If you're looking to watch Major League Fishing this year, make sure you're caught up on last year's drama.
The 2022 Major League Fishing Bass Pro Tour season is here and there are sure to be some exciting things happening as the year begins. For starters, four new anglers have joined the 80-angler field by qualifying for the big show after success on the Tackle Warehouse Pro Circuit in 2021.
Then, you have the new schedule with some unique new fisheries and plenty of old favorites.
There will be many storylines this season, but it will be hard to top last season, a year with some memorable individual performances and close finishes. Here is everything you missed from the 2021 MLF season as you prepare to watch in 2022.
The Jacob Wheeler Show
Jacob Wheeler has been one of the top professional anglers for a decade now, ever since he became the youngest to ever win the FLW Forrest Wood Cup at age 21 in 2012.
Since then, he's added wins on the Bassmaster Elite Series and the Bass Pro Tour, but 2021 showed that he's in a class of his own as he won three of the seven regular events in the year and walked away with the Angler of the Year title.
It will be hard to surpass his 2021 season, but if anyone can do it, it's Jacob Wheeler.
Ott DeFoe Wins Twice
If not for Wheeler's fantastic season, DeFoe's would have been one for the ages. Professional anglers shoot for a win a season, and if they get it, the season is a success. Winning twice in a year is almost unheard of and DeFoe did it at Sam Rayburn in Texas and the Harris Chain of Lakes in Florida and was leading the points race until the final event.
With Wheeler and DeFoe taking up most of the attention (and trophies) during the year, it seemed like everyone else was fishing a different tournament during 2021 and fishing for second place.
Micheal Neal Finally Gets it Done
The quiet Tennessean Michael Neal developed a reputation as a great angler and the best without a major win. He'd come close many times, including twice in 2021 after finishing second at REDCREST and 4th at Heavy Hitters. It seemed like he was always in the hunt, but he finally captured a win at the last event of the season on Michigan's Lake St. Clair with a dominant performance on the final day.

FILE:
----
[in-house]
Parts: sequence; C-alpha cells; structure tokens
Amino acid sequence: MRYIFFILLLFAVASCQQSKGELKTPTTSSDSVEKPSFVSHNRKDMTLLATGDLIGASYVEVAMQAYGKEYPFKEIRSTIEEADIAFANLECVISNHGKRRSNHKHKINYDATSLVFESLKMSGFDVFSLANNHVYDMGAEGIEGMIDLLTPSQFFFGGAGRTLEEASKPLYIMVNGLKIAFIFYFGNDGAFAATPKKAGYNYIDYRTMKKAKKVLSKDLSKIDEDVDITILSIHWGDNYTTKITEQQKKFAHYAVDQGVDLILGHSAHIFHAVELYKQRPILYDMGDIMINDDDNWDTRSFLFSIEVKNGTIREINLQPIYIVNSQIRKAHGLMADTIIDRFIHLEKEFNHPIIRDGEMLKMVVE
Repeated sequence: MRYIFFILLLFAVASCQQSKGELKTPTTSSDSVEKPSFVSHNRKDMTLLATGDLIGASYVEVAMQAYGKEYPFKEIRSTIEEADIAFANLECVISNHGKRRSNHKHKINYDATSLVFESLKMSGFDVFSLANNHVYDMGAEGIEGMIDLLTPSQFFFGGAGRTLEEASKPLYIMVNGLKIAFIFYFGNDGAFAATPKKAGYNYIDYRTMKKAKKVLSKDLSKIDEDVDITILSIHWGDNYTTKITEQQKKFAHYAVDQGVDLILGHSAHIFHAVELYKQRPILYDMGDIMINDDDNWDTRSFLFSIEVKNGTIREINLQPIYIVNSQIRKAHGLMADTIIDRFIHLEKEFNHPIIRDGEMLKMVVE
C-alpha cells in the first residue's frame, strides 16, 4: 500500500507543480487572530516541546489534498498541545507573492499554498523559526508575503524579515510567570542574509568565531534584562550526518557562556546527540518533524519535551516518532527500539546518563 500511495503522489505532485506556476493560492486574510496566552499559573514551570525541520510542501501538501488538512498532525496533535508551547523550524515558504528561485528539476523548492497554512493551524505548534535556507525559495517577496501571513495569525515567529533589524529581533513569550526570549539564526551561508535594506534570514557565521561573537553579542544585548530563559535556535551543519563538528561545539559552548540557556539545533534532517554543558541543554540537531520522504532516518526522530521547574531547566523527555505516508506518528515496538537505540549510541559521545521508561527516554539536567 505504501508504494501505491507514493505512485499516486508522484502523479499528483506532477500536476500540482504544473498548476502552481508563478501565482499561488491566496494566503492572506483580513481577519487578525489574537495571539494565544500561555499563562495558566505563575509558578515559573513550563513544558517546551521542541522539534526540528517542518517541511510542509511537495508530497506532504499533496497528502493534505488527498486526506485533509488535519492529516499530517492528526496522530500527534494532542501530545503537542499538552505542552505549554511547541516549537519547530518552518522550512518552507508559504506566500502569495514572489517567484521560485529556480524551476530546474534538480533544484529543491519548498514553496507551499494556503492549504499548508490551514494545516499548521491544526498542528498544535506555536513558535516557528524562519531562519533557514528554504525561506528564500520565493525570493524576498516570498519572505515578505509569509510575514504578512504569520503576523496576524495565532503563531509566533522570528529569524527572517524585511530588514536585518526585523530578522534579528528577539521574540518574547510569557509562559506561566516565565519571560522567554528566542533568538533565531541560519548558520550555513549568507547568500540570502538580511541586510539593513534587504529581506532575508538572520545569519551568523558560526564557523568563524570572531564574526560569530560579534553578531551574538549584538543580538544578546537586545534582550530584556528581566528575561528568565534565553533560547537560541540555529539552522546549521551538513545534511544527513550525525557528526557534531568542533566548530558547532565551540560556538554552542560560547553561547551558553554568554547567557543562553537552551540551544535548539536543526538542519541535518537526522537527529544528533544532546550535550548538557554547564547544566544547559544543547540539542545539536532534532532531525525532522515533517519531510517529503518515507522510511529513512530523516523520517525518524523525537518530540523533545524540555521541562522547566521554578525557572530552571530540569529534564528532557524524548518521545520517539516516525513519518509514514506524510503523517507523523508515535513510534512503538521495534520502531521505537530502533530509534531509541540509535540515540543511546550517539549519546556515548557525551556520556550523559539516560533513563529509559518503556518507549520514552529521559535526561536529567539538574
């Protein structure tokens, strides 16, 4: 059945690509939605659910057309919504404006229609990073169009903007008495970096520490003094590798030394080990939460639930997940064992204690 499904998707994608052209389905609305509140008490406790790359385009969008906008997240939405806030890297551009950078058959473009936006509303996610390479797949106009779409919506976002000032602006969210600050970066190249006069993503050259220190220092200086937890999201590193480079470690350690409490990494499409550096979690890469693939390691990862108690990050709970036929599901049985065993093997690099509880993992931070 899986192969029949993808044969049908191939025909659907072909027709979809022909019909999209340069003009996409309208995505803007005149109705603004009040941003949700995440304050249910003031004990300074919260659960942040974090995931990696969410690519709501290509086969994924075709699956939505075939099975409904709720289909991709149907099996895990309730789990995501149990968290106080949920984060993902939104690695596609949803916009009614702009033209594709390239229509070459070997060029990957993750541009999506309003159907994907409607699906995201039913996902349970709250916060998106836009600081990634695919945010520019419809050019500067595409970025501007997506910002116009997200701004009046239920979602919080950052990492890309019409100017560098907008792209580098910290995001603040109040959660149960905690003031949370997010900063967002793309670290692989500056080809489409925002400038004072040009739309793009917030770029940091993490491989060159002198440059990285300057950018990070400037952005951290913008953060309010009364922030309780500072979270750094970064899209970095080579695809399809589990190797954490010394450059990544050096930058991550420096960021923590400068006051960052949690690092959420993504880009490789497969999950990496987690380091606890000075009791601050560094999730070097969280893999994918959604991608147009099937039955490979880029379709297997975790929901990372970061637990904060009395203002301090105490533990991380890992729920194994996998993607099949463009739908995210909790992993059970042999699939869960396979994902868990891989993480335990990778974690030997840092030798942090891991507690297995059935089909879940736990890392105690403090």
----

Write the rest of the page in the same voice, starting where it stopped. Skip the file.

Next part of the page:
In addition to his big win on the Bass Pro Tour, he also scored the Angler of the Year title on the Tackle Warehouse Pro Circuit and just notched his second big win to start the 2022 season at Lake Sam Rayburn, also on the Pro Circuit.
A Close One at Lake Travis
With the Major League Fishing format, where every scoreable bass counts, anglers can get on a roll and win by a landslide. There has been plenty of drama since the Bass Pro Tour began as anglers fight to qualify for the next round. Anglers have had some clutch catches in the closing moments of the day to survive another day, but many of the Championship Rounds haven't been nearly as close. That changed during the second event of 2021 at Lake Travis outside of Austin, Texas.
On the last day, Florida's Bobby Lane scored 25 bass for 28 pounds, 11 ounces. Jacob Wheeler landed less fish with 13 but had just two ounces more than Lane as he took the first of his three wins on the year in the closest ever Bass Pro Tour event.
VanDam's Still Got It
Since joining the Bass Pro Tour, Kevin VanDam, the best to ever play the game, has been relatively quiet. He's still been solid, finishing in 19th place at the end of the 2020 season and 50th in 2019, but it has been unlike his past greatness.
He proved that he still has it in 2021, finishing the year in 17th place for the points, qualifying for another REDCREST and winning Stage Four on Lake Chickamauga in Tennessee. The win was classic VanDam, as he fished offshore ledges with a crankbait and racked up the pounds on the way to another big win as he beat out second place Jacob Wheeler by over 6 pounds.
The 2022 Bass Pro Tour season starts in West Monroe, Louisiana, on a trio of relatively unknown fisheries: Lake d'Arbonne, Caney Creek Reservoir, and Bussey Brake Lake. While last season was an exciting one, 2022 might be even better.
NEXT: MIKE IACONELLI OPENS UP ABOUT HIS DECISION TO RETURN TO B.A.S.S.